Last year the state raided a trust fund to put more cash into the state prison system (among other items in the General Fund).
Proponents of the trust fund raid claimed that thousands of inmates would have to be put out on parole if the money wasn’t moved.
Often ignored — then and now — is the fact that parole often is the equivalent of prisoners being released on their own because the system that the Alabama Board of Pardons and Paroles oversees also is badly under-funded and understaffed.
The prison system employed 403 parole supervisors in 2007. Today, there are 350 to oversee the 67,410 former inmates — an average of 193 cases per officers. This means that with all the other work they must do — the drug testing, counseling, employment assistance and other services — the average officer can spend only about 10 minutes per month with each parolee. Some officers supervise more than 300 parolees. The nationally recommended average is between 60 cases to 75 cases per officer.
By Alabama standards, the officer’s pay is pretty good (averaging $41,566 per year), but better pay and benefits are available elsewhere, often with the federal government. So officers often leave and, due to budget cuts, they’re not always replaced.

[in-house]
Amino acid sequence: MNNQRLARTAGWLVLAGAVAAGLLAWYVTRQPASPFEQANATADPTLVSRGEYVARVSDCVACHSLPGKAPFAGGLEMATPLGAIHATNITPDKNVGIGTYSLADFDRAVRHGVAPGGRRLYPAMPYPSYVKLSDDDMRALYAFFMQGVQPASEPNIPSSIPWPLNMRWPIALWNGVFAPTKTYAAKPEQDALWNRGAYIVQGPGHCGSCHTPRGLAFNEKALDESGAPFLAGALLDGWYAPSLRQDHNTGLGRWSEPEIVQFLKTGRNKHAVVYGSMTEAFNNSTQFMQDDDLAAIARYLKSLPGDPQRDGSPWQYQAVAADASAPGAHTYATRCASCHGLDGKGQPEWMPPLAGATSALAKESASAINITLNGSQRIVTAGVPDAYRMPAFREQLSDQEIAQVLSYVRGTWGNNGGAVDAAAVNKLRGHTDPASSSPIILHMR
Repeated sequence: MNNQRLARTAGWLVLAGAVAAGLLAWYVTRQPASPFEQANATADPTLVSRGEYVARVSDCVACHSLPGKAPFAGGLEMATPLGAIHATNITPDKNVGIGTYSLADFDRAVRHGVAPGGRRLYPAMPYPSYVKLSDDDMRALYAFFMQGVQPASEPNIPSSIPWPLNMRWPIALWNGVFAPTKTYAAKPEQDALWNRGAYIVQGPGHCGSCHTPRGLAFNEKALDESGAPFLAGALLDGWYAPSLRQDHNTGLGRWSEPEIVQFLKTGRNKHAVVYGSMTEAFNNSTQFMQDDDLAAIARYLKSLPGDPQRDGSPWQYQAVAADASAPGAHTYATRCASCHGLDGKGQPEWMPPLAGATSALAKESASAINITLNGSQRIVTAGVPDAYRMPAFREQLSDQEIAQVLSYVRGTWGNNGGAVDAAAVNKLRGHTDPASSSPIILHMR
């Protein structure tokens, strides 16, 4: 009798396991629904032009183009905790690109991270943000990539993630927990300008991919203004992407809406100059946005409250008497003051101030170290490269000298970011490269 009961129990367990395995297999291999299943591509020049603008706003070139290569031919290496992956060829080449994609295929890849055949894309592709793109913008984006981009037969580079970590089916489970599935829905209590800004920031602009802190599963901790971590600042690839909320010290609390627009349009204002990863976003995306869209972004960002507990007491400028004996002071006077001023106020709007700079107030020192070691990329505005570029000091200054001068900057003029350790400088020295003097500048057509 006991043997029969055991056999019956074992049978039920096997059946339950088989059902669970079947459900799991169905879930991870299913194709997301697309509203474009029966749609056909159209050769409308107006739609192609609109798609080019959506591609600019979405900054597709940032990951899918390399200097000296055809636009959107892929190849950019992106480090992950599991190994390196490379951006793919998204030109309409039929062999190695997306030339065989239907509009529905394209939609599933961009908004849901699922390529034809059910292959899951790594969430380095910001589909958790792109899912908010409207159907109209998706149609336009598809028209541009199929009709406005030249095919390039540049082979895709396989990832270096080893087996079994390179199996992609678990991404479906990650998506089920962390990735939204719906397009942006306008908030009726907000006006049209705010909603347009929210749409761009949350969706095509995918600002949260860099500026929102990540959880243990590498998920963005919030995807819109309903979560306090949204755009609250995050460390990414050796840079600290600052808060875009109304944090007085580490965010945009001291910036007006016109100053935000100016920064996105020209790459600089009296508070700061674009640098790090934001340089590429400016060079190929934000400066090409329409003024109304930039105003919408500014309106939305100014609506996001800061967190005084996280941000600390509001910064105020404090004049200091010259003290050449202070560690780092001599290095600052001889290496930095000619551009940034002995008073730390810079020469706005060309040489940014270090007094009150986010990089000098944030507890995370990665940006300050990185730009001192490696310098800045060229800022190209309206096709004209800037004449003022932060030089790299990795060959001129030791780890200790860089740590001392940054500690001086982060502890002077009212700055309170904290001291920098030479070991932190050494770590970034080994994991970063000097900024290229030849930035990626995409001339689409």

The job is difficult. Offenders must check in and be evaluated, though with so many clients to see, the evaluations aren’t as thorough as needed. There is paperwork. There are home visits. And if a parolee does not show up, they must be tracked down. Local law enforcement helps when it can, but the simple fact is that some parolees do not get the supervision they need.
The probation officers the state employs do a remarkable job. The number of repeat offenders is below the national average. Still, consider how much better the record would be if caseloads were smaller, if equipment was updated, the state transitional center was expanded and more staff was hired. Although the state budget did increase appropriations slightly this year, the state Legislature gives Pardons and Paroles less than $2 a day to handle each client.
Until the Legislature figures out a way to properly fund such essential services, this will remain one more aspect of government that can’t meet its responsibilities to the people of Alabama.